Radio 2's Hot Gossip is a panel show hosted by Claudia Winkleman about celebrity tittle-tattle, but not in the shameless we-don't-care-if-you-think-we're-shallow sense. It is, in fact, propelled by shame.
Winkleman's job is to ask questions about the latest goings-on among the rich and famous to a gaggle of publicity-hungry comics who then spew damning one-liners about said celebrities whom they deem to be lower down the food chain than they are. It's less a case of scraping the barrel than tipping it sideways to see what is lurking beneath it. This explains why Winkleman shrieks and whoops at her guests' every utterance as if living in fear that a nanosecond of silence will bring the audience to their senses and prompt a stampede for the exit.
All on the programme seem to think they are above discussing the antics of bed-hopping footballers or reality television alumni, despite the fact that this is exactly what they have signed up for. This week, Jason Byrne was quizzed about a star of the TV series The Only Way Is Essex; he pleaded ignorance both of the show and its well-known acronym TOWIE, which he said he had assumed was "some sort of slang for a tramp". In another instance, Winkleman puzzled over the identity of the former X Factor singer Cher Lloyd. "Wasn't she in the singing thing?" she asked, making out as if she spends her Saturday nights working through her Tarkovsky collection. She wasn't fooling anyone.
Hot Gossip is for people who claim to loathe Hello! magazine, but make weekly dentist appointments so that they can inhale its contents in the waiting room. Why it exists remains a mystery. If the format seems tired, the people who appear on it sound positively knackered, their exhaustion presumably compounded by their round-the-clock schedule of appearances on identikit BBC panel shows.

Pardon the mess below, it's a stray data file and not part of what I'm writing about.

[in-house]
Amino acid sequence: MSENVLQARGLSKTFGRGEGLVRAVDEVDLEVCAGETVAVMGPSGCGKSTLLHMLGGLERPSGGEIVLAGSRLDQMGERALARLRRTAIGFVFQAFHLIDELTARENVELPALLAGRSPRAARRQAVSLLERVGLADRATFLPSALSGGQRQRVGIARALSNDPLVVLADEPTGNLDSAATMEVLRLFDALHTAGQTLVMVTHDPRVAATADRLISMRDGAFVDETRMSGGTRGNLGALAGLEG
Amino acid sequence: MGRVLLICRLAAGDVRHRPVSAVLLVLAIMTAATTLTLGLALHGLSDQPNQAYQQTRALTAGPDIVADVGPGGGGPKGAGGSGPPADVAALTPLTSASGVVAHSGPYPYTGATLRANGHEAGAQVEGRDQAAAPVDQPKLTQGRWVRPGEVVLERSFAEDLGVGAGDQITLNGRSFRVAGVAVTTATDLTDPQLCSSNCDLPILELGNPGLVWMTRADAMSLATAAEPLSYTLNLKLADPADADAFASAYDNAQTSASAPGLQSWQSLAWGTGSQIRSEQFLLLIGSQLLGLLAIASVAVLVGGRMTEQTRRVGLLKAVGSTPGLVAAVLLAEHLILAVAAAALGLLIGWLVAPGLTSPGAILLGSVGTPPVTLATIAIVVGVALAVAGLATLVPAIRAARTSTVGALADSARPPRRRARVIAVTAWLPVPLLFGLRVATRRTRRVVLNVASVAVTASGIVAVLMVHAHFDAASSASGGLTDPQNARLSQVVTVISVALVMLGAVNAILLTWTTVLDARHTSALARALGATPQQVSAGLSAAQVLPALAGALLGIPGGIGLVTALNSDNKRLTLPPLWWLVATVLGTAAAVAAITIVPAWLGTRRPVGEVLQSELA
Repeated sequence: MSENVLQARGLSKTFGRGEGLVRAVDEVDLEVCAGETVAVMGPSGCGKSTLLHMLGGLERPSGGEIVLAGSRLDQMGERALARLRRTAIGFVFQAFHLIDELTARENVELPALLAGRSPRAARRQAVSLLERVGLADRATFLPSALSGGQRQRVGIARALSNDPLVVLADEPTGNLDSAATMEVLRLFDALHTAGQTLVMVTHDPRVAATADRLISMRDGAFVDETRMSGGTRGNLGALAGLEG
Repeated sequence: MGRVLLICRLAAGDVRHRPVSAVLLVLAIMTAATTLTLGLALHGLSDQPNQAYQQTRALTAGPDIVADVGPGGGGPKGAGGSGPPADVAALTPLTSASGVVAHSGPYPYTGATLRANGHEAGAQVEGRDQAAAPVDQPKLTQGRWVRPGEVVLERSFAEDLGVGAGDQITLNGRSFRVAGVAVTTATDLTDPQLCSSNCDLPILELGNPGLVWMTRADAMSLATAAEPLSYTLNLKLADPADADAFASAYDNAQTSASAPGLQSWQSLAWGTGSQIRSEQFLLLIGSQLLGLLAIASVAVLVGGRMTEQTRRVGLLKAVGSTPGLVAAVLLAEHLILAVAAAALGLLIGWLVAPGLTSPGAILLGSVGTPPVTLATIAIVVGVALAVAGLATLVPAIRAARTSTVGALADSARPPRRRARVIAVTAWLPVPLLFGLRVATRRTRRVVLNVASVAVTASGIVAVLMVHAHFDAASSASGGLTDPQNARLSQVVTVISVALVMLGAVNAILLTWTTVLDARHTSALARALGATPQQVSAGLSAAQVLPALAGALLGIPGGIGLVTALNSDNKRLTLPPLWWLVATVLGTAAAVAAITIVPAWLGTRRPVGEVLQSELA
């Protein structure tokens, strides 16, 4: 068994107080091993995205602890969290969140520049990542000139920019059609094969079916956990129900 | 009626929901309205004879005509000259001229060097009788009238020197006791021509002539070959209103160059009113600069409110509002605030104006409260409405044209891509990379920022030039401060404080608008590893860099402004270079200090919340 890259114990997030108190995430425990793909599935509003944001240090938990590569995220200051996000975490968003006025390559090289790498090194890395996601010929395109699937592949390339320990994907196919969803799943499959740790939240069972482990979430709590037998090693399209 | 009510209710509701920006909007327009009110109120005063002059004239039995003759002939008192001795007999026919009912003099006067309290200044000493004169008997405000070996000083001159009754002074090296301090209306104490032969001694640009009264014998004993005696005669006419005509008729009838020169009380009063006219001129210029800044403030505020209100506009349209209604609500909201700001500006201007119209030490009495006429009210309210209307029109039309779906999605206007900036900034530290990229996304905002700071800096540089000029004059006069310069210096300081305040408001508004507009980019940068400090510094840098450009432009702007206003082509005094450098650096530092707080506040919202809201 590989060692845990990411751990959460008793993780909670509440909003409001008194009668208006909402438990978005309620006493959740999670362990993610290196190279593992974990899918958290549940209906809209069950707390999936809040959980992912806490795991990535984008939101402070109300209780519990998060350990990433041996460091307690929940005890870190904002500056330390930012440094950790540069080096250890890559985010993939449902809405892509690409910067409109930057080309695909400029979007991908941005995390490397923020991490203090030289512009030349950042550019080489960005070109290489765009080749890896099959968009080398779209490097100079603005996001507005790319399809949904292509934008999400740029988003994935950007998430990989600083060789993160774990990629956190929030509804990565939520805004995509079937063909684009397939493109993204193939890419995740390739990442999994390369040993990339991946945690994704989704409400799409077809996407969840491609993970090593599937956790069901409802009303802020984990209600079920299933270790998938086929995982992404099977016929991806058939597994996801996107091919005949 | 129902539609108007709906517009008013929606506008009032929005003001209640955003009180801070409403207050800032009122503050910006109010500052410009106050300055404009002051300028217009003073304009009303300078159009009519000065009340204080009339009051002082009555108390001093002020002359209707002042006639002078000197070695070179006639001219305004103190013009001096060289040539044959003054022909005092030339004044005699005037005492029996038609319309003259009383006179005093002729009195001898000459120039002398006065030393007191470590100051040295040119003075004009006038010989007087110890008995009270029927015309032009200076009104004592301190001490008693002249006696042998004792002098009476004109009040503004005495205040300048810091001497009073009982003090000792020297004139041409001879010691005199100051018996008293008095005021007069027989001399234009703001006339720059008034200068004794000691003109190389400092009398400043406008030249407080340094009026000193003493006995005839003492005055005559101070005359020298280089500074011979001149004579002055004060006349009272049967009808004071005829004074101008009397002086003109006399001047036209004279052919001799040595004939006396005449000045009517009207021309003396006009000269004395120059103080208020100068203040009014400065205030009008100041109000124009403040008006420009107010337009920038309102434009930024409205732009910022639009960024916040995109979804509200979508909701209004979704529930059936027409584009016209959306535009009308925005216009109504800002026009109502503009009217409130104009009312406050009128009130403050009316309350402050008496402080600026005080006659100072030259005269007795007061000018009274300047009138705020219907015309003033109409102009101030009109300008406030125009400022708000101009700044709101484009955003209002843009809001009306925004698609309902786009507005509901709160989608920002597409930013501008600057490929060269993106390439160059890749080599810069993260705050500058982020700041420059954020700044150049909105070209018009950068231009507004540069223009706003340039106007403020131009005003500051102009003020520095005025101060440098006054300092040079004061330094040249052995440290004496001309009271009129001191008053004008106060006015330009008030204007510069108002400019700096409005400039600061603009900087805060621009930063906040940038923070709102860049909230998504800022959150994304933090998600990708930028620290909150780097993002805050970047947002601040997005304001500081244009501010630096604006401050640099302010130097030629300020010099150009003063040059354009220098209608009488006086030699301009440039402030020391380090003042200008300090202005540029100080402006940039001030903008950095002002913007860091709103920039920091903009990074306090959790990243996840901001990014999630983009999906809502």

Radio 4's It's Your Round, hosted by Angus Deayton, is another show that tests the knowledge of a group of eager-to-please comics, and is so aware of its shortcomings that this week's episode began with the disclaimer: "Any similarity between this and other panel games either past or present is something we hope you don't notice." Guests are asked to think up questions based on themes of their own choosing, thus saving producers the bother of hiring writers. This week, Will Smith, the stand-up rather than the Oscar-winning actor, masterminded a series of questions about his birthplace of Jersey, while the Australian comic Celia Pacquola got fellow contestants to pitch a charity through which they might rid themselves of their greatest irritations such as flip-flops or Jennifer Aniston, with Deayton audibly arching his eyebrows throughout. For the guests on the show it was doubtless filler for their CVs; for us it was mere filler.
Radio 4's long-running The Unbelievable Truth, basically an update of Call My Bluff, seems to be the exception to the panel show rule in its capacity to entertain. This isn't surprising when you consider it was devised by the same people who dreamt up I'm Sorry I Haven't a Clue. Granted, it has the same rotation of comedians – Jack Dee, Rufus Hound and Lee Mack were this week's guests – and is hosted by David Mitchell, a Stephen Fry-in-waiting who appears pathologically incapable of turning down work. But what it has going for it is an intellectual curiosity that this week turned up such invaluable facts as the radioactive properties of Brazil nuts, Florence Nightingale's love for her pet owl and Indonesia's 17 million boy scouts. The Unbelievable Truth wipes the floor with the competition. If only it could make the competition disappear altogether.
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